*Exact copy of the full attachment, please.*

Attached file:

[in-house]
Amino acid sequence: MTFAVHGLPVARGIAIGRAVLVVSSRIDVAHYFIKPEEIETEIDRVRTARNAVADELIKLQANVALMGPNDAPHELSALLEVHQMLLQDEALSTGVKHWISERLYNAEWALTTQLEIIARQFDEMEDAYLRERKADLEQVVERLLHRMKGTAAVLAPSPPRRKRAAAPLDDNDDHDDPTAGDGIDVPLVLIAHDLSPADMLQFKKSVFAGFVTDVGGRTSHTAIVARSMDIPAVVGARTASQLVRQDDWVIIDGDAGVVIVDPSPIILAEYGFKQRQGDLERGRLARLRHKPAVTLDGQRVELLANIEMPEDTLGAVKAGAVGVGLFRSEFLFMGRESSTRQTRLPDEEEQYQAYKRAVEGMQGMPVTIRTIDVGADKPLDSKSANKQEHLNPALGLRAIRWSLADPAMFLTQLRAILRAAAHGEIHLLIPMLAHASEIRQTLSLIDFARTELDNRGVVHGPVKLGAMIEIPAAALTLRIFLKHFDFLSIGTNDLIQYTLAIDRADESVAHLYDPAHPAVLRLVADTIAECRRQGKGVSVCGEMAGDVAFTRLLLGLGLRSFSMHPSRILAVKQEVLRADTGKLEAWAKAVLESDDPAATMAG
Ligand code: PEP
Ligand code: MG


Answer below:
[in-house]
Amino acid sequence: MTFAVHGLPVARGIAIGRAVLVVSSRIDVAHYFIKPEEIETEIDRVRTARNAVADELIKLQANVALMGPNDAPHELSALLEVHQMLLQDEALSTGVKHWISERLYNAEWALTTQLEIIARQFDEMEDAYLRERKADLEQVVERLLHRMKGTAAVLAPSPPRRKRAAAPLDDNDDHDDPTAGDGIDVPLVLIAHDLSPADMLQFKKSVFAGFVTDVGGRTSHTAIVARSMDIPAVVGARTASQLVRQDDWVIIDGDAGVVIVDPSPIILAEYGFKQRQGDLERGRLARLRHKPAVTLDGQRVELLANIEMPEDTLGAVKAGAVGVGLFRSEFLFMGRESSTRQTRLPDEEEQYQAYKRAVEGMQGMPVTIRTIDVGADKPLDSKSANKQEHLNPALGLRAIRWSLADPAMFLTQLRAILRAAAHGEIHLLIPMLAHASEIRQTLSLIDFARTELDNRGVVHGPVKLGAMIEIPAAALTLRIFLKHFDFLSIGTNDLIQYTLAIDRADESVAHLYDPAHPAVLRLVADTIAECRRQGKGVSVCGEMAGDVAFTRLLLGLGLRSFSMHPSRILAVKQEVLRADTGKLEAWAKAVLESDDPAATMAG
Ligand code: PEP
Ligand code: MG